• Single point of failure

    I’m not sure I understand this point. The smart phone is not an integral part of SQRL. It’s an example of an agent to act in between the user and the website. It has been said already that it could be a browser plugin, or a desktop application, or a smart phone. In all of those cases, it’s up for the agent to secure the data and it’s up for the user to back it up. Just like a password manager like LastPass would. I trust that LastPass would encrypt my data safely, just as much as I would trust a SQRL app on my smart phone to do the same. And I backup my LastPass data, just like I would with a SQRL app. So, again, this problem also exists for the common “password-based authentication” scheme.

    • Social Engineering attacks

    I guess it’s needless to say that this happens a lot with password-based authentication and was never mitigated. On my bank’s main page there’s a huge banner saying that I should not enter my password anywhere, except when I explicitly go to their website to check my account. Can the bank do something to prevent this kind of problem? No, not with password-based authentication. This point has been improved in SQRL during the last weeks since the original announcement, in that the provider has now the chance to send the URL of the “next step” after the login screen. So, an attacker trying to fish users to provide keys for his bank account would cause the user to be directed to the bank itself upon login, not the attacker’s website. So, it seems you are a bit outdated on this and seems like a huge advantage to me against password-based authentication.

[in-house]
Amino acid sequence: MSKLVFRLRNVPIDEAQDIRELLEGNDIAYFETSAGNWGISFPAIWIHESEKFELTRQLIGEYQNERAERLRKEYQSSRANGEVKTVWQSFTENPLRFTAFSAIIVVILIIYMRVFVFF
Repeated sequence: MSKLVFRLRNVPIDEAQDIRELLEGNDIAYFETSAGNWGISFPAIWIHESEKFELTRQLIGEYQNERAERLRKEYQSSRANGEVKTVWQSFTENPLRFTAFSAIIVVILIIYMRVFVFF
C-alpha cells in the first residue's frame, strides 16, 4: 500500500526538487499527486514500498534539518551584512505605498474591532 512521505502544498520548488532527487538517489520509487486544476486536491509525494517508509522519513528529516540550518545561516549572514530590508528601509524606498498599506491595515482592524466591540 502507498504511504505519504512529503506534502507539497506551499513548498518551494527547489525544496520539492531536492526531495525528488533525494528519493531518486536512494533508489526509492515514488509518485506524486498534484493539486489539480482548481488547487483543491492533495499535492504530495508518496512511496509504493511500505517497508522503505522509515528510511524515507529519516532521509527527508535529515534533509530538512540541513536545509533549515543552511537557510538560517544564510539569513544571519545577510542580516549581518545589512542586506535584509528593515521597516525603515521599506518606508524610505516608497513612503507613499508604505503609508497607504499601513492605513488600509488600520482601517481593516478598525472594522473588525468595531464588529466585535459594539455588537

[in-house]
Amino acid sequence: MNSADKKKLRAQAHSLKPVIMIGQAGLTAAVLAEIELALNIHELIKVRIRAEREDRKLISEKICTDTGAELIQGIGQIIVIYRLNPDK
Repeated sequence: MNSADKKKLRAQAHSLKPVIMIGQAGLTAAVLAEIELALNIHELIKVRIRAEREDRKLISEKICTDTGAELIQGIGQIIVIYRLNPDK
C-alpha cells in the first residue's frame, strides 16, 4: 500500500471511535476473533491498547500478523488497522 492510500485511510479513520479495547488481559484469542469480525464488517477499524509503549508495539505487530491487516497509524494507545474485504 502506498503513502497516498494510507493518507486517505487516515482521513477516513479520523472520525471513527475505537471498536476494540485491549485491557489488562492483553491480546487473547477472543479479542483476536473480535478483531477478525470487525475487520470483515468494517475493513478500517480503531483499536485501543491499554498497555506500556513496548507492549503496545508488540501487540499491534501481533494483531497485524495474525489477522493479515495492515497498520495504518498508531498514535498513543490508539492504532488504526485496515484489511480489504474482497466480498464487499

All in all, if those three points are enough to kill SQRL, then logic says that it’s also enough to kill password-based authentication, no?

    What I personally like about SQRL is that it allows users to create secure and unique tokens (“passwords”) to login to different websites, without the hassle of remembering long/secure passwords. It’s also not needed to say that a major problem we have today is that our users are reusing the same password over and over again. And most of the times, it’s a very weak password. While you and me might be using a password manager to create/store/remember the unique and secure passwords for our online accounts, most of the users out there are not doing that, as it’s either too complicated or inconvenient to them (or expensive, if they want to use it on their phone). If they could just easily use an app that would allow them to securely login into a website, I’m all for it.

    As a final note: I’ve hinted before that this is a “tech preview” in the form of a series of webpages suggesting how a new authentication scheme might work. As it’s common with all new technology, flaws do exist, but the fact that no code was released and the fact that the author has explicitly called for opinions and for pointing out flaws is a huge advantage in my book.

  • Polynomial says: